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I apologize if this is a duplicate question. I don't know enough terminology to thoroughly search.

However, given a sequence of binary numbers $1_10_20_3...0_n$, $0_11_20_3...0_n$, ... , $1_11_20_3...0_n$, $1_10_21_3...0_n$, ... , $1_11_21_3...1_n$ (see below), representing the natural numbers 1, 2, ... n + 1, n + 2, ... $2^n - 1$ respectively, how would I determine the function 'f' taking elements from the above binary sequence to their respective element in the natural sequence?

Thus, I would want a general summation/function that yields 8 for 0110 when n= 4 (similarly yields 23 for 01101 when n = 5).

Example --> for some unknown function 'f' with n = 4 ('f' should work for any n): I generate the values by starting with 1 = 1000. The next value (looped) is either: 1) Set the rightmost 1 to zero, then set the 0 immediately right of this new zero to 1; 2) If the rightmost 1 is in the nth position, I take the largest continuous block of 1's connected to this 1 (length L) and set it back to the 'next' rightmost 1 excluding this block. Then I move ALL L + 1 1's over to the right by 1 term.

$$\begin {array}{r r}f(1000)& 1 \\ f(0100)& 2\\ f(0010) & 3\\ f(0001) & 4\\ f(1100) & 5\\ f(1010) & 6\\ f(1001) & 7\\f(0110) & 8\\ f(0101) & 9\\ f(0011) & 10\\ f(1110) & 11\\ f(1101) & 12\\ f(1011)& 13\\ f(0111) & 14\\ f(1111)& 15 \end {array}$$.

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  • $\begingroup$ To me this is a strange sequence. You go through (#$5$-$7$) $1100$, $1010$, $1001$ then we need to switch the first digit to $0$, so the "logical" thing to do would be to then go through the progression of three digits (that would make it recursive). However, we cannot do that because we already saw $0100$ in the first four bit strings, so it seems that do get the "right" next step we have to add the 1 for some reason (which seems to rely on previous bit strings). I'm guessing there is a pattern, but it seems a little strange to me whatever it is. $\endgroup$ – Jared Oct 30 '14 at 5:48
  • $\begingroup$ Aye, this pattern emerges because it uses 2 different rules (condition based) to generate the next binary digit from the previous one. Indeed the $a_{n+1}$ term is dependent on the $a_n$ term. I just edited in how I construct the sequence...I apologize if it's not concise. $\endgroup$ – Curator Oct 30 '14 at 5:53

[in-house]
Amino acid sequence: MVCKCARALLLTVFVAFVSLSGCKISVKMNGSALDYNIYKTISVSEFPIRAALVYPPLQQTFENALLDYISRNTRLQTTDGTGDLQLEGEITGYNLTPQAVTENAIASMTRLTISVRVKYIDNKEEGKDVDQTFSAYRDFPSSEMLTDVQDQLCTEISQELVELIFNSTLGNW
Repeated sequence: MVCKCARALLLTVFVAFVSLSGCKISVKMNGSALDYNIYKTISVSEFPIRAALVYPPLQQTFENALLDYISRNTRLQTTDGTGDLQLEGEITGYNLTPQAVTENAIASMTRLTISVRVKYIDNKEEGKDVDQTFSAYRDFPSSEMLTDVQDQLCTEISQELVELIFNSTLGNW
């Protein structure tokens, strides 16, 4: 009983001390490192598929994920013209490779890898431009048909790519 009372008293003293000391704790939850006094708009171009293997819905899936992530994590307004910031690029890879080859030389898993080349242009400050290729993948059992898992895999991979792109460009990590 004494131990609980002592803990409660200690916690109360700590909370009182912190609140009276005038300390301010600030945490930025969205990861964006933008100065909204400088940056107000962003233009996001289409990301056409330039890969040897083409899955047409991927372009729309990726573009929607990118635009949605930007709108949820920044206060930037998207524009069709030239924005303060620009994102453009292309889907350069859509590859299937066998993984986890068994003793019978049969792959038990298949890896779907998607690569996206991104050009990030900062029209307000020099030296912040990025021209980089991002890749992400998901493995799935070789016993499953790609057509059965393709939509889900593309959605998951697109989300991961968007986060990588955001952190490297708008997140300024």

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OK, the progression appears to be from "high" to "low" in terms of $1$'s occuring in the bitstring. The lowest occurrences (of $1$'s) appear first. So all you need to do is count the number of $1$'s in your bit string. Then figure out how many came before it, then you can subtract from the highest value of the "substring".

Here is an example:

$$ n = 4, f(1101)= ? $$

There are three $1$'s so we need to find the number of bit strings with either $1$ or $2$ $1$'s first. This is a simple combinatorial problem. You have four distinct objects (the four spots in the bit string) and you need to "choose" $1$ or $2$ of them (by setting their spot to $1$). So the number of previous values is: $\binom{4}{1} + \binom{4}{2} = 4 + 6 = 10$. Now you subtract the maximum possible value with three $1$'s from this value to see where it falls in addition to the previous $1$ or $2$, $1$'s bit strings (don't forget to add 1 since $1110$ would represent the $10 + 1 = 11^\text{th}$ value:

$$ \left(2^3 - 1\right) * 2^{n - 3} - 1101_2 + 1 = 7\cdot2^1 - 13 + 1 = 2 $$

Add that to the previous combinations: $\binom{4}{1} + \binom{4}{2} + 2 = 12$

Computational Complexity: (I don't think this is correct since my general solution is also incorrect)

You can compute these values in $O(n)$ time (the way I described) because the binomial coefficients can be determined successively:

$$ \binom{n}{m + 1} = \frac{n!}{(n - m - 1)!(m+1)!} = \frac{n!(n - m)}{(n - m)!(m+1)m!} = \binom{n}{m}\frac{n - m}{m+1} $$

Which is a variant seen here (the last identity).

General Solution (this is wrong)

Assume that you have already computed the number of $1$'s in your bit string (which can also be done in $O(n)$ time): $s_1(x)$ where $x$ is the bit string in question and $s_1(x)$ is the number of $1$'s occurring in $x$:

\begin{align} f(x) =& \sum_{i = 1}^{i < s_1(x)}\binom{n}{i} + 1 + \left(2^{s_1(x)} - 1\right)2^{n - s_1(x)} - x \\ =&\sum_{i = 1}^{i < s_1(x)}\binom{n}{i} + 1 + 2^n - 2^{n - s_1(x)} - x \\ =&\sum_{i = 1}^{i < s_1(x)}\binom{n}{i} + 2^n\left(1 - \frac{1}{2^{s_1(x)}}\right) - (x - 1) \end{align}

Correction

The problem with the above solution is that it way over counts. As an example take 0111000. I would subtract that from 1110000 getting $7\cdot2^4 - 7\cdot2^3 = 7\cdot2^3\left(2 - 1\right) = 56$, however this difference includes values like 1011111 which is part of a further set (not in the set of "3" $1$'s).